This year will be only my second RWA National, but I’ve been attending science fiction and fantasy conventions for over two decades now; these are the main things I try to remember.
1. Get cash beforehand. It’s convenient to use a credit card, and then all your expenses are organized when it comes to tax time, but when eating out with a large group at an inexpensive restaurant, it’s often easiest to pay cash. Hotels can’t be guaranteed to have a bank machine that will not charge a fee, and it might take time to find one. I prefer to spend my conference time doing other things. Plus, cash in small bills is handy for tips to baggage handlers at the hotel, hotel housekeeping, cab drivers, etc..
2. Stay hydrated. Conference hotels are usually extra-cold because they’re calibrated for large groups of people wearing wool business suits. The air conditioning, as well as running from event to event, means it’s easy to forget to drink anything. Take advantage of those tables with pitchers of water and glasses; carry a refillable water bottle with you. Try not to drink caffeinated beverages unless you really need the caffeine.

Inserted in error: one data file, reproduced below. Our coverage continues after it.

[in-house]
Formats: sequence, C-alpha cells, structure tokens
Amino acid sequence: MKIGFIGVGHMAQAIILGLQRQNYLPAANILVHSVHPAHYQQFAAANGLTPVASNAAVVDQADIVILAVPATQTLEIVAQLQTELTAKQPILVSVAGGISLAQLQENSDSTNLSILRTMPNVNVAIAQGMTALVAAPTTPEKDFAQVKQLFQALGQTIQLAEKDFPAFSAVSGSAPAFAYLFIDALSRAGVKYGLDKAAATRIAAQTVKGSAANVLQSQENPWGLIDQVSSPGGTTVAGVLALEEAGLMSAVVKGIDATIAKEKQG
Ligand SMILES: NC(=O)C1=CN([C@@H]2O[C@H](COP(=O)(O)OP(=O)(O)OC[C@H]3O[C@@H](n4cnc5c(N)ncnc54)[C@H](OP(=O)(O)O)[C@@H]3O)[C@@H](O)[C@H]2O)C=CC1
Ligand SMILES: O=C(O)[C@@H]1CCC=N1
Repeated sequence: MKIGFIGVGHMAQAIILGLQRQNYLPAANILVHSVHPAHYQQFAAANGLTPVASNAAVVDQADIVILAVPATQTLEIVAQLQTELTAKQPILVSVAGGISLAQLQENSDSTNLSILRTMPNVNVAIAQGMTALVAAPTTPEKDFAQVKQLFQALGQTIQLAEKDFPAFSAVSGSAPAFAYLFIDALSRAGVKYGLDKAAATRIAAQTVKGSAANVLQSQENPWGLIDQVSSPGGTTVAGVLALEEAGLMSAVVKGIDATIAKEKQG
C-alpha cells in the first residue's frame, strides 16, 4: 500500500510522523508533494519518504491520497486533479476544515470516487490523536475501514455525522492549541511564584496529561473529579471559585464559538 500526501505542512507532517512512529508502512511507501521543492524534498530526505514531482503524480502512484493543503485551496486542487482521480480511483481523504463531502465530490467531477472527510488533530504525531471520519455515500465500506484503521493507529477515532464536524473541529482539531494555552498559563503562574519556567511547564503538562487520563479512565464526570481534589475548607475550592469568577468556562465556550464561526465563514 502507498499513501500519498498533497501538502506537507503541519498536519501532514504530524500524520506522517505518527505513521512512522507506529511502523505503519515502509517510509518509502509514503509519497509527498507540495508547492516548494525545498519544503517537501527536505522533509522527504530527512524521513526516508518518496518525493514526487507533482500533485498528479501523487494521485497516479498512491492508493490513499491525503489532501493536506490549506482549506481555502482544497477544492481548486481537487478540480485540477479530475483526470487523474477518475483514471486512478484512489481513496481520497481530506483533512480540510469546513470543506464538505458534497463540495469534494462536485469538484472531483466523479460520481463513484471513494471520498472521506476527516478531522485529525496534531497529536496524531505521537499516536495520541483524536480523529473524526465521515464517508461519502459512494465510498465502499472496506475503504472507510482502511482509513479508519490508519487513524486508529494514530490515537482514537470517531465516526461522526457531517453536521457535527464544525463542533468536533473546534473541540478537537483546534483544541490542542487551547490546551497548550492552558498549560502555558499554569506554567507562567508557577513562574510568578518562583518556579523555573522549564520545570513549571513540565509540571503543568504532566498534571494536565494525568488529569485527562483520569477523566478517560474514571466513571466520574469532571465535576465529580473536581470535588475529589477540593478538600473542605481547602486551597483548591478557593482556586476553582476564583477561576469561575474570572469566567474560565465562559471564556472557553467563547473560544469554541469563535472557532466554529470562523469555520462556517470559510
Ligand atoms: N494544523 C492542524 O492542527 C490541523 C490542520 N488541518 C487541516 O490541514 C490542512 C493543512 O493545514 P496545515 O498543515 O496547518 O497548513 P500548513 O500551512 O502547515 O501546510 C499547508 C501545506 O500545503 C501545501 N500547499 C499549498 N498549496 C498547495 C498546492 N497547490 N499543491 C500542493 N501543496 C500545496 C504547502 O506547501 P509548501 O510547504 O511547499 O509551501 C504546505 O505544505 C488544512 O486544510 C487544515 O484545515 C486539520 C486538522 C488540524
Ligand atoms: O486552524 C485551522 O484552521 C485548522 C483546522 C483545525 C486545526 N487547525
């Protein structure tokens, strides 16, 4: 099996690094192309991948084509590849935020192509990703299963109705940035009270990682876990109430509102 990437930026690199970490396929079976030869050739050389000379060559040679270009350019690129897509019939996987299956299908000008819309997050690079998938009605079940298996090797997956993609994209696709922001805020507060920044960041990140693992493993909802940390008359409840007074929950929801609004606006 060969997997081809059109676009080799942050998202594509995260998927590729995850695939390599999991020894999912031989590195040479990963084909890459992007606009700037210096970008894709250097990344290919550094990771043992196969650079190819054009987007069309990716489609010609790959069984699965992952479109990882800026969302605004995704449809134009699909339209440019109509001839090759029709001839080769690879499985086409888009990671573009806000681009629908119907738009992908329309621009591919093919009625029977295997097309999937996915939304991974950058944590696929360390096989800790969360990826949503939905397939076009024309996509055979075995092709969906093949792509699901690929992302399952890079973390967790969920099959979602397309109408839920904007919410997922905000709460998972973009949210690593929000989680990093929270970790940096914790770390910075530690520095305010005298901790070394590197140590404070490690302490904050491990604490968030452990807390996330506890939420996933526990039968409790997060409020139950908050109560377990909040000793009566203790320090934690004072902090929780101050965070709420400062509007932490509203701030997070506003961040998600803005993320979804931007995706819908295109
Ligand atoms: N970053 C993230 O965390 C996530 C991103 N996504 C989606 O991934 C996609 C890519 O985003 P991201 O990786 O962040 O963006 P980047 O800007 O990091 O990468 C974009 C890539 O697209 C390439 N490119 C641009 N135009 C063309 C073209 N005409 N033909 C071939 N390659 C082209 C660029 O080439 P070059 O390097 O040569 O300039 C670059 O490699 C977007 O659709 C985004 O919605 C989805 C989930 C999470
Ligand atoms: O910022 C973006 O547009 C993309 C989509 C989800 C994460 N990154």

3. Sleep. Some people can get by with less than others, but we all need some. I find it difficult to sleep in a strange place, so I help myself out by bringing earplugs and an eyemask. Those things also help when you have roommates who might be coming into and out of the room while you’re sleeping.
4. Business cards. Even if you’re not a writer, these are the single most valuable item I had at last year’s conference. You’re going to meet a lot of people in random places. If you want to connect with them in future, it’s a lot easier to hand over a business card with your email address than to stop and write it down.
5. Don’t overschedule yourself. I go through the events schedules and mark off things I’d like to attend, but I know that I will, in actuality, only attend a fraction of them. I’ve been to science fiction conventions where I attended not a single panel other than those on which I served. Leave time for hanging out, chatting, and letting your brain rest. Sitting in workshops or talks all day leaves most people sleepy and unable to concentrate on anything else.
See you there!